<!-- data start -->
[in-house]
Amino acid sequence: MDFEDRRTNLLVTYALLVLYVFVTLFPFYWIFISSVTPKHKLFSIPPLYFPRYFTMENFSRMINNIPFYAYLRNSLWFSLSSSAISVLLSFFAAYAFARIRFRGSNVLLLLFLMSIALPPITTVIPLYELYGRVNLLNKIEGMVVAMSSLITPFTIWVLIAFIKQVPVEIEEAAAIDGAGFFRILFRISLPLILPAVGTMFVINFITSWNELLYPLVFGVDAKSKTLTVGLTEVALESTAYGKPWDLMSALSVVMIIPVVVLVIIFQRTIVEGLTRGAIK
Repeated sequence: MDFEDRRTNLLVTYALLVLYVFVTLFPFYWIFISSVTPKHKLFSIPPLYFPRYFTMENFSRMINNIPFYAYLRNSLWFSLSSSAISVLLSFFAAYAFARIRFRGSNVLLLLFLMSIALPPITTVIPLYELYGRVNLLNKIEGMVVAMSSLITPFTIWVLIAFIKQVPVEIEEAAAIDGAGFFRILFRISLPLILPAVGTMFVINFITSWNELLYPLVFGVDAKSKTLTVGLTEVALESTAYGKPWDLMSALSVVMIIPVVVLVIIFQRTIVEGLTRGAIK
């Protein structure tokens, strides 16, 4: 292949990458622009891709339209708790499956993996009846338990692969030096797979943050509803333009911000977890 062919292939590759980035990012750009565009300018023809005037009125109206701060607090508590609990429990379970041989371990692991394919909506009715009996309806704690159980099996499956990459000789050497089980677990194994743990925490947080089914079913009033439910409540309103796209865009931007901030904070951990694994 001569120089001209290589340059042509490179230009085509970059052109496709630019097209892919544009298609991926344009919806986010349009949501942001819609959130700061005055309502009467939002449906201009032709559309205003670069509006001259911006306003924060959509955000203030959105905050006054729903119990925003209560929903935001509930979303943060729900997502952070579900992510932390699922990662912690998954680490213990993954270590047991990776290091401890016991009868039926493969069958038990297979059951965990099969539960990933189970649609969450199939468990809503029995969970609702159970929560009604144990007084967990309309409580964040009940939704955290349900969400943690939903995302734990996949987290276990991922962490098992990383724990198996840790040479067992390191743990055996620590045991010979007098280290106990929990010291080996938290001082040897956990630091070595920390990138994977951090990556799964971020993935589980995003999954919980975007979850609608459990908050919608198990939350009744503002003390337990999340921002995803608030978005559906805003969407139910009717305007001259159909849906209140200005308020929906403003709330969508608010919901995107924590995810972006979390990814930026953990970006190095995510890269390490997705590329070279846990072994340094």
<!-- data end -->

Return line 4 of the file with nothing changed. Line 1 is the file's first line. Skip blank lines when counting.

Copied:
């Protein structure tokens, strides 16, 4: 292949990458622009891709339209708790499956993996009846338990692969030096797979943050509803333009911000977890 062919292939590759980035990012750009565009300018023809005037009125109206701060607090508590609990429990379970041989371990692991394919909506009715009996309806704690159980099996499956990459000789050497089980677990194994743990925490947080089914079913009033439910409540309103796209865009931007901030904070951990694994 001569120089001209290589340059042509490179230009085509970059052109496709630019097209892919544009298609991926344009919806986010349009949501942001819609959130700061005055309502009467939002449906201009032709559309205003670069509006001259911006306003924060959509955000203030959105905050006054729903119990925003209560929903935001509930979303943060729900997502952070579900992510932390699922990662912690998954680490213990993954270590047991990776290091401890016991009868039926493969069958038990297979059951965990099969539960990933189970649609969450199939468990809503029995969970609702159970929560009604144990007084967990309309409580964040009940939704955290349900969400943690939903995302734990996949987290276990991922962490098992990383724990198996840790040479067992390191743990055996620590045991010979007098280290106990929990010291080996938290001082040897956990630091070595920390990138994977951090990556799964971020993935589980995003999954919980975007979850609608459990908050919608198990939350009744503002003390337990999340921002995803608030978005559906805003969407139910009717305007001259159909849906209140200005308020929906403003709330969508608010919901995107924590995810972006979390990814930026953990970006190095995510890269390490997705590329070279846990072994340094």